Under the JCPOA sanctions relief is reversible. If Iran fails to comply with its commitments under the JCPOA, then terminated Executive Orders can be re-issued and waivers of statutory sanctions can be reversed. If sanctions “snap back”, there will be no grandfathering of contracts entered into during the period that JCPOA sanctions relief was in effect. Therefore, in re-entering the Iranian trade, companies must consider the potential risk that they would face should sanctions snap back. It is recommended that contracts entered after Implementation Day include a provision whereby the contract can be terminated if sanctions snap back under the terms of the JCPOA.
What U.S Sanctions Will Be Relieved On implementation Day?
The bulk of the U.S. sanctions relief that will be implemented on Implementation Day will relate to secondary sanctions, that is, sanctions relating to the activities of non-U.S. persons that do not involve the United States. The following secondary sanctions relief will be provided:
● Sanctions on sales of Iranian crude oil
● Sanctions on investment in the Iranian petroleum and petrochemical sectors
● Sanctions on the purchase of Iranian petroleum, petrochemical products and natural gas
● Sanctions on the sale of refined petroleum products to Iran
● Sanctions on transactions with Iran’s energy sector
● Sanctions on transactions with Iran’s shipping and shipbuilding sectors, and with port operators
● Sanctions on Iran’s trade in gold and precious metals
● Sanctions on trade with Iran in graphite, raw or semi-finished metals such as aluminum and steel, coal and software for integrating industrial processes.
● Sanctions on the supply of goods and services to Iran’s automotive sector
● Sanctions of the provision of underwriting services, insurance and reinsurance, on activities consistent with the JCPOA.
The suspension of these sanctions will also extend to all associated services related to permissible activities, including insurance and transportation.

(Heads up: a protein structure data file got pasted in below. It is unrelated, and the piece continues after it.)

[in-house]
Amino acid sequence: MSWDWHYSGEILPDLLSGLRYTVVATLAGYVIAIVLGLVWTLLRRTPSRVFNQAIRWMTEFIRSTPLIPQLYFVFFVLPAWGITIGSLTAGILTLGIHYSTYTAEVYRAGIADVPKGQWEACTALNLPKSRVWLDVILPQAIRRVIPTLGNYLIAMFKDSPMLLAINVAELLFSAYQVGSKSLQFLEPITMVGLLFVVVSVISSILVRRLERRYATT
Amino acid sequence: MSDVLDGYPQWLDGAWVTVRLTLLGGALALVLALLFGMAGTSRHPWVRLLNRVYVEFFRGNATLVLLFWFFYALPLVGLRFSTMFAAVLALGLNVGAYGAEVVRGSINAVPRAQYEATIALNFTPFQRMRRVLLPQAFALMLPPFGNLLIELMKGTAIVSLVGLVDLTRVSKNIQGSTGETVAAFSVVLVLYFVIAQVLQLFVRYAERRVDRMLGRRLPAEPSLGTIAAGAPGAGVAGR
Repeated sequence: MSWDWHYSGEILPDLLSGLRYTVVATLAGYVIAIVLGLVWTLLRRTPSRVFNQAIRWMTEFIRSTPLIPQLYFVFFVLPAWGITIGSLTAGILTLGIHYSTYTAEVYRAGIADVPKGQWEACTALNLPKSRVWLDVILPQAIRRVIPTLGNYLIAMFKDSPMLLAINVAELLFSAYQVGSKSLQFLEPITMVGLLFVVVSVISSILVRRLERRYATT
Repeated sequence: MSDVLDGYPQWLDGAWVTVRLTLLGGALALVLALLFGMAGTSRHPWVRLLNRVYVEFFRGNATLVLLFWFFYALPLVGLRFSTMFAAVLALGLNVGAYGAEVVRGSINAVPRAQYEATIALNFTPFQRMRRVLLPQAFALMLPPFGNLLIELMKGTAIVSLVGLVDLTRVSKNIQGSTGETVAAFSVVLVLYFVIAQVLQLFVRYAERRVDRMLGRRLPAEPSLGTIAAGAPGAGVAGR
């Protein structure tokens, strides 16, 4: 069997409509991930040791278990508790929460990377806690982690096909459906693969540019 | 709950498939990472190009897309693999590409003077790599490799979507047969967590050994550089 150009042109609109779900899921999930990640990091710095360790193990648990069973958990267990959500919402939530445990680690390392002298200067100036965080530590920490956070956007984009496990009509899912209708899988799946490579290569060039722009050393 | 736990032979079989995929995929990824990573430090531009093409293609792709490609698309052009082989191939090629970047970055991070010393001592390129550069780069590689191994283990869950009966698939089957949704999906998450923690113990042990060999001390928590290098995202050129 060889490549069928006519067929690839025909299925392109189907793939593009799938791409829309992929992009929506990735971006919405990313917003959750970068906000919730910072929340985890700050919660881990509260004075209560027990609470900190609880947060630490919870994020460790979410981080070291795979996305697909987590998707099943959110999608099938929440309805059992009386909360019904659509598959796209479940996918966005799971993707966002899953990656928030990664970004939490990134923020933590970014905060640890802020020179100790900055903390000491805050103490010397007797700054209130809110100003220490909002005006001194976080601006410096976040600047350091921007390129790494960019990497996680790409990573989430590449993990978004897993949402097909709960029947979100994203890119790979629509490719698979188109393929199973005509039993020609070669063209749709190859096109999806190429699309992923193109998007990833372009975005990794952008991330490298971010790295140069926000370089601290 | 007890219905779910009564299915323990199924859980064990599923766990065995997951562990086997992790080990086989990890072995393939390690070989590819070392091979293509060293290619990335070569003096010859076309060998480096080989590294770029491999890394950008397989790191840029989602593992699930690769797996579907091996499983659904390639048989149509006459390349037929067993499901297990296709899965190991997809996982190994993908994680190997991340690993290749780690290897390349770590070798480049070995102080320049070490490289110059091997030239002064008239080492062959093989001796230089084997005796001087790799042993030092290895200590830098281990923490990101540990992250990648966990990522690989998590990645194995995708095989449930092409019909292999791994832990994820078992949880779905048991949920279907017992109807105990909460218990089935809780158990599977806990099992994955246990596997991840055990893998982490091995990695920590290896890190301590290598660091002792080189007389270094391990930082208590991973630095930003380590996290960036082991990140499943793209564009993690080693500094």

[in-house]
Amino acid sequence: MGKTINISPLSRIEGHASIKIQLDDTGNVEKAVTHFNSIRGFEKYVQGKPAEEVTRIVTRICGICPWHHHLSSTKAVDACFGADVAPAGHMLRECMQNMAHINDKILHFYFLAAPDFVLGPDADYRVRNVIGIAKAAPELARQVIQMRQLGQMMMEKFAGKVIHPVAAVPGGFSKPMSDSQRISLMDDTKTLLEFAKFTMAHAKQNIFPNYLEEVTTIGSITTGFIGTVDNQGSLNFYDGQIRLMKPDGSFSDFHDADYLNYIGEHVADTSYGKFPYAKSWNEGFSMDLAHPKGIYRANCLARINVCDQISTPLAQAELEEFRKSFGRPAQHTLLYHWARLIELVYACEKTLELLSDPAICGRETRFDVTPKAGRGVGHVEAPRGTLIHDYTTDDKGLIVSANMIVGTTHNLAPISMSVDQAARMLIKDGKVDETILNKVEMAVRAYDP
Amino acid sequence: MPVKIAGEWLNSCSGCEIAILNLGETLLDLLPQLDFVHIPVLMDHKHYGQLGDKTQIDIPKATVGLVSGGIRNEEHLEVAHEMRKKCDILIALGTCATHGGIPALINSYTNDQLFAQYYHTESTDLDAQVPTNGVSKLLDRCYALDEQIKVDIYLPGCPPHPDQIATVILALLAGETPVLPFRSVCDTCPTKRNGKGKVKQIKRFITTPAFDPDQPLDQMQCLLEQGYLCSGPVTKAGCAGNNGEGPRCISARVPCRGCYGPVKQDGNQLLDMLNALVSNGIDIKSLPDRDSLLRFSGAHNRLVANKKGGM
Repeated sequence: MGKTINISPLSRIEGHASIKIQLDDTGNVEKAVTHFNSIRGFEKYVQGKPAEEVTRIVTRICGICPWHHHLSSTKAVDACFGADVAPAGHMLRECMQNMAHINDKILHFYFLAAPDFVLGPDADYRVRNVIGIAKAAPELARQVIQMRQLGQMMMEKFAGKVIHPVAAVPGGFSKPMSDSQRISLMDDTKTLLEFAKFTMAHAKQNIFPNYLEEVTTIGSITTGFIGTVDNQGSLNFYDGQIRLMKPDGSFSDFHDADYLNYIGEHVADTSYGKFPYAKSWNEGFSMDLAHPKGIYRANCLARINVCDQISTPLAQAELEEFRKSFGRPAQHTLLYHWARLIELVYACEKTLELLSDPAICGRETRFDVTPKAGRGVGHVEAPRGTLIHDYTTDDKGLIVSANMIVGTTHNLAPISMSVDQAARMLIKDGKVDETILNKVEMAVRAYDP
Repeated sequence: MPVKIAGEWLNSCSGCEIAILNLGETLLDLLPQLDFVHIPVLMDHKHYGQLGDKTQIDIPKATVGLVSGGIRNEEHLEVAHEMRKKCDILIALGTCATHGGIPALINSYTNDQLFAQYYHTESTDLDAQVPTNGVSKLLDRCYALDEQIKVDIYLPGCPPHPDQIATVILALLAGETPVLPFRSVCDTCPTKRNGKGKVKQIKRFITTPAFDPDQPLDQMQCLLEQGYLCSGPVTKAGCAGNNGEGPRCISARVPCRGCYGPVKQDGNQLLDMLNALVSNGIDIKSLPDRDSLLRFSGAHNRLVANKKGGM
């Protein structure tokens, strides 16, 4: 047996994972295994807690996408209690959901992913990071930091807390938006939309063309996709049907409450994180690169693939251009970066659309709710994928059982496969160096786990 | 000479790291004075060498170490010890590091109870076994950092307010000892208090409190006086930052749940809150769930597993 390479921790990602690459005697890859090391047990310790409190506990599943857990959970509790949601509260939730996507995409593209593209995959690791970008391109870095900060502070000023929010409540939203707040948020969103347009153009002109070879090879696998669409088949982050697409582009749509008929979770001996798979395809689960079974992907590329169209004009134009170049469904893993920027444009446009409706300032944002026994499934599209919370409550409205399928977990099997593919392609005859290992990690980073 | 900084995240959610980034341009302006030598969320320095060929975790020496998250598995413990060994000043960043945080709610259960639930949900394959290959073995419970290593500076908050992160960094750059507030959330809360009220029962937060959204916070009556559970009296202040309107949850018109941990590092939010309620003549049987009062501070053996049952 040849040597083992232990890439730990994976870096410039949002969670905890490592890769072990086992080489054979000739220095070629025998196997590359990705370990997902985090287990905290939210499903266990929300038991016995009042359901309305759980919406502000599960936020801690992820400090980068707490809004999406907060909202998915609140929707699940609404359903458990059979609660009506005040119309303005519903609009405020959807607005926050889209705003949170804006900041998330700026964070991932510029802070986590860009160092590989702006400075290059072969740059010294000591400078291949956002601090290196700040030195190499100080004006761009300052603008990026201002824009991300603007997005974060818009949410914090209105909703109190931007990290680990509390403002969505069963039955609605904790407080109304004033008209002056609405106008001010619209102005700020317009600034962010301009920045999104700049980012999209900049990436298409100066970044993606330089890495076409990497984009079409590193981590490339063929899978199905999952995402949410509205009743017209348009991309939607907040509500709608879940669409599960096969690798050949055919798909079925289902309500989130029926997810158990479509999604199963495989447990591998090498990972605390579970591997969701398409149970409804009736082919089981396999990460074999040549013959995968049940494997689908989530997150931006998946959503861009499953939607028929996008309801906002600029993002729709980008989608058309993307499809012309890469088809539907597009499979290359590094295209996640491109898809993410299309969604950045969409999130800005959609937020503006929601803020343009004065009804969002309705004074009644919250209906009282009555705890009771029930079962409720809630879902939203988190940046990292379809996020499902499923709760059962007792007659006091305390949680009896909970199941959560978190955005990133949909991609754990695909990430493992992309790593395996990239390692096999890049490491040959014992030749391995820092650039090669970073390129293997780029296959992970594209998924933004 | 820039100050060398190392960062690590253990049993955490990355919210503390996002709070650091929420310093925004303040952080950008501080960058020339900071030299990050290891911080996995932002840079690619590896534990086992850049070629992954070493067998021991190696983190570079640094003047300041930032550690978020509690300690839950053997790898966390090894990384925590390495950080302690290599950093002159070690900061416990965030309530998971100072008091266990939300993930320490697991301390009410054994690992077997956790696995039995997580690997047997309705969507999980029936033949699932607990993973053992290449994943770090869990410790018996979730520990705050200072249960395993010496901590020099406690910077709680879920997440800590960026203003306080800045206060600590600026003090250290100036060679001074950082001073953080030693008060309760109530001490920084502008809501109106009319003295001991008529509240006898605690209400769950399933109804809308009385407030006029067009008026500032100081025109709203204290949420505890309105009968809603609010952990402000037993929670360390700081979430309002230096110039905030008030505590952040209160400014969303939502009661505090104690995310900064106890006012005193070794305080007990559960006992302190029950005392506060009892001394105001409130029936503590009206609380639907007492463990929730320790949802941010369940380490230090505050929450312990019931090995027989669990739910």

However, as stated in footnote 6 on page 8 of Annex II to the JCPOA, “U.S. persons and U.S. owned or controlled foreign entities will continue to be generally prohibited from conducting transactions of the type permitted pursuant to this JCPOA, unless authorized to do so by the U.S. Department of the Treasury’s Office of Foreign Asset Control.”
In addition to secondary sanctions relief, over 400 individual and entities currently named on the
U.S. Specially Designated Nationals List (“SDN List”) will be suspended from that list on Implementation Day. Attachment 3 to Annex II of the JCPOA sets forth the names of those who will be suspended from the SDN List. Note, however, that secondary sanctions against Iran Revolutionary Guard Corps will remain in effect.
What Activities Are Permitted Prior to Implementation Day?
Prior to Implementation Day there is no sanctions relief, other than the limited sanction relief that has been in effect since January 2014 under the JPOA. The U.S. authorities are aware that, in anticipation of Implementation Day, many businesses are eager to market their services and products in Iran and to begin to build a foundation for their entry or re-entry into the Iranian market. However, it was emphasized that until Implementation Day, companies who choose to engage in business in Iran do so at their own risk. Existing sanctions will continue to be enforced. While companies are free to discuss with Iranian entities possible future business, the authorities cautioned that in doing so companies should be exceedingly careful. If a company begins to arrange contracts, even executory contracts, they may cross the line and violate the existing sanctions.
During the conference call the U.S. authorities gave assurances that they will be providing detailed guidance on sanctions relief in advance of Implementation Day. We will be on the lookout for that guidance and will report when it has been issued.